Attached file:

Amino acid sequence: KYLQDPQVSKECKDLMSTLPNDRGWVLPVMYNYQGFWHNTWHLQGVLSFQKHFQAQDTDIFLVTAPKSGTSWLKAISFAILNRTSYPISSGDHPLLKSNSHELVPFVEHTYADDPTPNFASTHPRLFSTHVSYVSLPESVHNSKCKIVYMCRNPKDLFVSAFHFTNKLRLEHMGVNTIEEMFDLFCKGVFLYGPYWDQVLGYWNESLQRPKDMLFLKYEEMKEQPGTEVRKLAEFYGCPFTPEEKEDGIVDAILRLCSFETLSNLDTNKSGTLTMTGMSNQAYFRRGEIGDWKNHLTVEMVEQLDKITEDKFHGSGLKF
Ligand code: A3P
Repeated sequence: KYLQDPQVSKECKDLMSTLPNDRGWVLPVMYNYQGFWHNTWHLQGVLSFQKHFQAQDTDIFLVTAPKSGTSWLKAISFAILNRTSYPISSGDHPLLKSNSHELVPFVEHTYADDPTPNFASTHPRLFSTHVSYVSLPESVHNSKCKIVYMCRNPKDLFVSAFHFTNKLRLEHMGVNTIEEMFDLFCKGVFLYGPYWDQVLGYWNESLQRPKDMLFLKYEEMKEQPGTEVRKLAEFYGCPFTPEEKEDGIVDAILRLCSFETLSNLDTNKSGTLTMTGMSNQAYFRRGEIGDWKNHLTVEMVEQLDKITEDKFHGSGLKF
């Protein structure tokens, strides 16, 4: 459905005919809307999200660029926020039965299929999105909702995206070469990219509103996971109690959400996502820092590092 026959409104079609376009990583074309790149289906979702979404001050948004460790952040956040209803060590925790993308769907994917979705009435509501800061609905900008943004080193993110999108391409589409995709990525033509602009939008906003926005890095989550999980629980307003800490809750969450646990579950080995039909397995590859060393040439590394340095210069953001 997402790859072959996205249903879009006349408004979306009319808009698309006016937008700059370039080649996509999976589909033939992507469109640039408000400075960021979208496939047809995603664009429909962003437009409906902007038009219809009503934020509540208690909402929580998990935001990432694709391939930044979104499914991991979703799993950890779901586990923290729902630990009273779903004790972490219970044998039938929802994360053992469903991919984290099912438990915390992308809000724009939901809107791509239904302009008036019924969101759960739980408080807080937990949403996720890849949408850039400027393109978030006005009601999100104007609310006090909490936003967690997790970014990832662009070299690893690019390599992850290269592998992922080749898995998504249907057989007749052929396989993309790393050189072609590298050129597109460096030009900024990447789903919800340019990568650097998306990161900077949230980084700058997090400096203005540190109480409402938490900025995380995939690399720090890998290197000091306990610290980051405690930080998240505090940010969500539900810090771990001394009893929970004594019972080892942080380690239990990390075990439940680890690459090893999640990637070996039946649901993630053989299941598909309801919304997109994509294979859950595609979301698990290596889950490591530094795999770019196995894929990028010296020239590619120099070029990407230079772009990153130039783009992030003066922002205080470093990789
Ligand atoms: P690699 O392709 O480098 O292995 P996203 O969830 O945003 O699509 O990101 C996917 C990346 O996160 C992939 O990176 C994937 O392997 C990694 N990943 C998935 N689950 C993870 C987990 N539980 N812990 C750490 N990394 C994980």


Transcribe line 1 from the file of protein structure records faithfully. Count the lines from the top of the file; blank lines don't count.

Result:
Amino acid sequence: KYLQDPQVSKECKDLMSTLPNDRGWVLPVMYNYQGFWHNTWHLQGVLSFQKHFQAQDTDIFLVTAPKSGTSWLKAISFAILNRTSYPISSGDHPLLKSNSHELVPFVEHTYADDPTPNFASTHPRLFSTHVSYVSLPESVHNSKCKIVYMCRNPKDLFVSAFHFTNKLRLEHMGVNTIEEMFDLFCKGVFLYGPYWDQVLGYWNESLQRPKDMLFLKYEEMKEQPGTEVRKLAEFYGCPFTPEEKEDGIVDAILRLCSFETLSNLDTNKSGTLTMTGMSNQAYFRRGEIGDWKNHLTVEMVEQLDKITEDKFHGSGLKF